Thomas Jefferson once observed that “information is the currency of democracy.” If this is right, what happens when that currency is corrupted by bad information — alternative facts, fake news, conspiracy theories and pseudo-science? This is the question that Mike Flood will pose in his talk: he will argue that these imposters confuse and mislead the public; they harm people and destroy reputations, sometimes lives; and they can incite suspicion, fear and anger, which undermines social cohesion, democracy and the rule of law. When a society cannot tell fact from fantasy, and politicians and mainstream institutions are no longer trusted, there is a serious risk of descent into chaos.
Today’s post truth world seems to be accelerating down this path — facts and opinions have become interchangeable, evidence and reasoned analysis are routinely dismissed, and experts are reviled and ridiculed; and society has become more intolerant, fractious and polarised, with racialism and hate crime on the rise. We have also seen foreign interference in domestic affairs, and a haemorrhaging of trust in traditional sources of information and authority.
Mike will explore the possible contribution that social media may be playing in this collapse — nearly 4 billion people today have access to the Internet, and three quarters of them are on social media; he will also review the different approaches that are being pursued to neutralise or eliminate the threat and speculate on their likely success.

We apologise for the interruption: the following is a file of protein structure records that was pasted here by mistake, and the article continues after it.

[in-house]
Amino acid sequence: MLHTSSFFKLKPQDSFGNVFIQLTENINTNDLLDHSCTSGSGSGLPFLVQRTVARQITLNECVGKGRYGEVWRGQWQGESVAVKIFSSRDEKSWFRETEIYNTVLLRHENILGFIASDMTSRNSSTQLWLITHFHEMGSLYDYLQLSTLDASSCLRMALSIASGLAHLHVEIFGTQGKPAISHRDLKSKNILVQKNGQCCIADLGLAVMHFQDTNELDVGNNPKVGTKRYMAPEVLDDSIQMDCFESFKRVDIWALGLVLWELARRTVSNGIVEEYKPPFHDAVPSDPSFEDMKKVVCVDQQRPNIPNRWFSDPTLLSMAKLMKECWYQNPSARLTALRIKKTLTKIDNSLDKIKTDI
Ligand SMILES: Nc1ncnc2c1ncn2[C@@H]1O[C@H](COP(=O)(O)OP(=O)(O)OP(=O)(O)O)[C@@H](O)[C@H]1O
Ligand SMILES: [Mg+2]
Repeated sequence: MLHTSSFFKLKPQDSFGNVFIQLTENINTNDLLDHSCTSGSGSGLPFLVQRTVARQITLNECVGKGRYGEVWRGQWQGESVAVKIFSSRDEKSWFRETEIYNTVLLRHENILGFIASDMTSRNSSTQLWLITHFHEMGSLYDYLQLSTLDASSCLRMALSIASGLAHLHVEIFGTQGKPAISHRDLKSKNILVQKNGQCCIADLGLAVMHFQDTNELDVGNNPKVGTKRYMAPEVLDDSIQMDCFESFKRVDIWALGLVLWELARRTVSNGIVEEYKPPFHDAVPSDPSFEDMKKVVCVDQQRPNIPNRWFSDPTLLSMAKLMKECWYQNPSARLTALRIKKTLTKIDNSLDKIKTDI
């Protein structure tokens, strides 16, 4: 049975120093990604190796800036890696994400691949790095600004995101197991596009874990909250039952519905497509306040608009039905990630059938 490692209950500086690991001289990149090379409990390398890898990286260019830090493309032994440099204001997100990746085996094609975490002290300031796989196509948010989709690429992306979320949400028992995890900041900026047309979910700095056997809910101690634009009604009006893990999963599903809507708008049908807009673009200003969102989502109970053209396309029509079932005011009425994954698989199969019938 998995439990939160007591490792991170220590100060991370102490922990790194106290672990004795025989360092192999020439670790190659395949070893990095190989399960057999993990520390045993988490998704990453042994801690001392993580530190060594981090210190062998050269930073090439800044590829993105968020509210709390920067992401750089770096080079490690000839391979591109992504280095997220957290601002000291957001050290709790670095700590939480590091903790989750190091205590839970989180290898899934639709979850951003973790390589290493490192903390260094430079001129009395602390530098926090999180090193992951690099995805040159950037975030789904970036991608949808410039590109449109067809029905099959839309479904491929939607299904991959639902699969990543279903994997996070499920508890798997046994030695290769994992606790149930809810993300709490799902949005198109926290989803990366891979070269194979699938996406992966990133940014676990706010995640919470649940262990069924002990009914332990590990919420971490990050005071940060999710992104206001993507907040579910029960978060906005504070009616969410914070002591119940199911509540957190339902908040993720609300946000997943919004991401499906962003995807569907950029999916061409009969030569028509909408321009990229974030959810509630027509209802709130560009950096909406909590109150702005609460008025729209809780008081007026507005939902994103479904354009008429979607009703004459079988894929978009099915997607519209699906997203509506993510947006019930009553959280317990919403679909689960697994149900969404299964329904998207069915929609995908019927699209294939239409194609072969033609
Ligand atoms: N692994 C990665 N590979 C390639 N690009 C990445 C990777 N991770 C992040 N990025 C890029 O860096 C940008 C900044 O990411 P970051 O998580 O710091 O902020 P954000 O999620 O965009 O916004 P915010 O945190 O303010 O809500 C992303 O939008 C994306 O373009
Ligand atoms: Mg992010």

Mike Flood has many years’ experience in public education. He has spent much of the last year researching into fake news and misinformation and launched Critical Information (in Jan 2017) not only to help foster better public understanding of the scale and nature of the threat, but also to promote media awareness. The intention is not to compete with organisations and statutory bodies working to tackle the problem rather to complement their efforts by helping to explain and publicise their work. Fake news is such a complex and fast-moving field that it is difficult for most people to keep up with developments.
Mike has worked with and for non-governmental organisations for most of his professional life and is well-embedded in civil society; and it is here that he is targeting his efforts, along with schools and colleges. Mike is chair of Milton Keynes Humanists. He has recently stepped down from running a small development charity, Powerful Information, where he oversaw grassroots educational projects in Eastern Europe and West Africa. Before that he was a lecturer / tutor with the Open University. He also worked for Friends of the Earth in the early days of the environmental movement. Mike’s formal qualifications are in chemistry but after graduating he converted to sociology / science policy. He has written a number of publications on environmental and policy issues as well as educational materials for NGOs and adult learners.